“Myths and Misconceptions“People make silly assumptions about people with disabilities. Many people form preconceived ideas about the disabled community at large. From personal experience, here are just a few: MYTH 1. DISABILITY IS A DEVASTATING PERSONAL TRAGEDY WITH NO CURE.
- The Truth- The lives of disabled people are not tragic. The solution to disability is to remove the environmental and attitudinal barriers which are the real causes of the disabling process.
- The Truth- There is no connection between mental health and intellectual ability. A quarter of people in the UK will have a mental health condition at some time in their lifetime regardless of their IQ score.
- The Truth- Other senses may be used to gain accurate information but there is no such thing as a sixth sense.
- The Truth- Some adults find the natural, uninhibited curiosity of children embarrassing. Reprimanding children for asking questions may cause them to think there is something ‘bad’ about disability. Most disabled people will not mind answering a child’s question.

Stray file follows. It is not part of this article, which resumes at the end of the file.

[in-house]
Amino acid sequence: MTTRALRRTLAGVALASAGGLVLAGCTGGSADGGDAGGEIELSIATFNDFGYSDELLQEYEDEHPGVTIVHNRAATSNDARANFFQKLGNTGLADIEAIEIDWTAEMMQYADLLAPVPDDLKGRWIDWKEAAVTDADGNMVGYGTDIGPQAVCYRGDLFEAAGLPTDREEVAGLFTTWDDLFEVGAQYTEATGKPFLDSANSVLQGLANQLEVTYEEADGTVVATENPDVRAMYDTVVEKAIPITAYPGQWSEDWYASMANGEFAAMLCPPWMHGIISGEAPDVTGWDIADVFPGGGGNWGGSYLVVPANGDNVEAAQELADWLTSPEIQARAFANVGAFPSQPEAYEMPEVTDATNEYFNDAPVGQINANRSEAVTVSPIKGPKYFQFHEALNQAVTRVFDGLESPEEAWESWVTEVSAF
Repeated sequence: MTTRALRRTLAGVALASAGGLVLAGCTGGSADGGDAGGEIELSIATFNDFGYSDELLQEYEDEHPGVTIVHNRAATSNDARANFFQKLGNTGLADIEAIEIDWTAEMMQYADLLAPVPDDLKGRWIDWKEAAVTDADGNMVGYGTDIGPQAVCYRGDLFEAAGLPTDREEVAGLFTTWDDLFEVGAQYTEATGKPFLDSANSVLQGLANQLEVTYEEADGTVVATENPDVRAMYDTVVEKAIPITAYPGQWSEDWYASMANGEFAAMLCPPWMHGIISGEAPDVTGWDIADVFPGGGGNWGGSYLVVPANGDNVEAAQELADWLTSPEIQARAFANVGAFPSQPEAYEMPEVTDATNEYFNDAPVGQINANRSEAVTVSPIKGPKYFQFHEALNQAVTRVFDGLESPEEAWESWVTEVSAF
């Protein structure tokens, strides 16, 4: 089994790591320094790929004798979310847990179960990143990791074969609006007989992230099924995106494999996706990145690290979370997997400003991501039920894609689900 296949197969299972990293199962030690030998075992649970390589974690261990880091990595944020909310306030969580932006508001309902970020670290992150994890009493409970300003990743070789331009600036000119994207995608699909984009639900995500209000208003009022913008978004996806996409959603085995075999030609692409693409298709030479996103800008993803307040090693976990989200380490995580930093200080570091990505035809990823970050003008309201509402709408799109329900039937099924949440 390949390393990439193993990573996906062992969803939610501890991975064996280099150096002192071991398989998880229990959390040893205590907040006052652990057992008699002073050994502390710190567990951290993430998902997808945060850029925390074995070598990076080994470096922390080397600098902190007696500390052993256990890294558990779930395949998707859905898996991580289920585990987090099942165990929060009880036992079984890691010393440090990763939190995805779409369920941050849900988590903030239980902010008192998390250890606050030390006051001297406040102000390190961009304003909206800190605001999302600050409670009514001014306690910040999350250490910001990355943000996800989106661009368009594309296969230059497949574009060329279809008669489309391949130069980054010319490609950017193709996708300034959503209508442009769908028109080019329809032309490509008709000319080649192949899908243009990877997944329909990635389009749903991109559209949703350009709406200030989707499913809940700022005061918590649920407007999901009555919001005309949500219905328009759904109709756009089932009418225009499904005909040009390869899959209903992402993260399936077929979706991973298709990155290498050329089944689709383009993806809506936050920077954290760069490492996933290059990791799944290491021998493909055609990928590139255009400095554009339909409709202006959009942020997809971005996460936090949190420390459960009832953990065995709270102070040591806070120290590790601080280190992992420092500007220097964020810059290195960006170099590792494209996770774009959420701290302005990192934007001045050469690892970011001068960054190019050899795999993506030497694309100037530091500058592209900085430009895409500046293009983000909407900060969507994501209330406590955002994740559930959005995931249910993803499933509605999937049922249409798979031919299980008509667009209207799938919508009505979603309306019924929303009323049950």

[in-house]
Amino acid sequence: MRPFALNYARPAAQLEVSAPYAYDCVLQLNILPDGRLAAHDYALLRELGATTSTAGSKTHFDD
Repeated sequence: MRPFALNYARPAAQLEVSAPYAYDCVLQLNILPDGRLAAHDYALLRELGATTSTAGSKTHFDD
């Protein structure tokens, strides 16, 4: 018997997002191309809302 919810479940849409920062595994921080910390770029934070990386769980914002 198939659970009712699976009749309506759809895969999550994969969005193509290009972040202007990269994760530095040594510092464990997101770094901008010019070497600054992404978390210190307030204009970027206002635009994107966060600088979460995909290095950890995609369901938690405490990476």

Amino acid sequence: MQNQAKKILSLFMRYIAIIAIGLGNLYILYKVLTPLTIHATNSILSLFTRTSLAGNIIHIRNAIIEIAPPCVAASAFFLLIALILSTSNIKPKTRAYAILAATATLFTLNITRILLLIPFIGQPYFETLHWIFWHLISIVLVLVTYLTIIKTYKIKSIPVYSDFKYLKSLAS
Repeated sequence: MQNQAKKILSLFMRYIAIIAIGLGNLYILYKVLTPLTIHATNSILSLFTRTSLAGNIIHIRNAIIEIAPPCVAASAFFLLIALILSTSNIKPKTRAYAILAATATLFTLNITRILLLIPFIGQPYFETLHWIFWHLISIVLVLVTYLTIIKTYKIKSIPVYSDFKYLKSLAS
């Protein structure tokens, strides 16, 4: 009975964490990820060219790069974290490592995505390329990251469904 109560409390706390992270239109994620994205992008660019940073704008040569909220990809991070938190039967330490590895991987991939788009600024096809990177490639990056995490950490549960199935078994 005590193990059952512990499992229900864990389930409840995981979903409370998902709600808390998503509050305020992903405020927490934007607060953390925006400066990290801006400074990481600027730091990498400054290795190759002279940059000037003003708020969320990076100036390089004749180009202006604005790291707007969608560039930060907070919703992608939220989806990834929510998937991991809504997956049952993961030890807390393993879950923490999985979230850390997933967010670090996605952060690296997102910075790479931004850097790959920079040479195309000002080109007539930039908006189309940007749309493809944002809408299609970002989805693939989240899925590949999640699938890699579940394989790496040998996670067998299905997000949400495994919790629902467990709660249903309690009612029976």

- The Truth- Disabled people are not necessarily sick but are subject to the same illnesses as any other person.
- The Truth- Being physically unable to do something does not cause dependency-not being able to drive is solved by using the services of a bus or train company. Disabled people may require different services and it is only when choice over those services is removed that dependency occurs.
- The Truth- People with disabilities, like other people, are sexual beings. They can have relationships and children.
- The Truth- The experience of disability requires an adaptation of lifestyle rather than bravery and courage. It should be viewed, in many ways, as similar to any other significant life event.
- The Truth- A wheelchair, like a shoe or a car, is a mobility aid that enables a person to get around. Wheelchair users are restricted by an environment that has been designed for able-bodied living.
- The Truth- Disabled people go to school, work, form relationships, do their laundry, eat, get angry, pay taxes, laugh, have prejudices, vote, plan and dream like anyone else.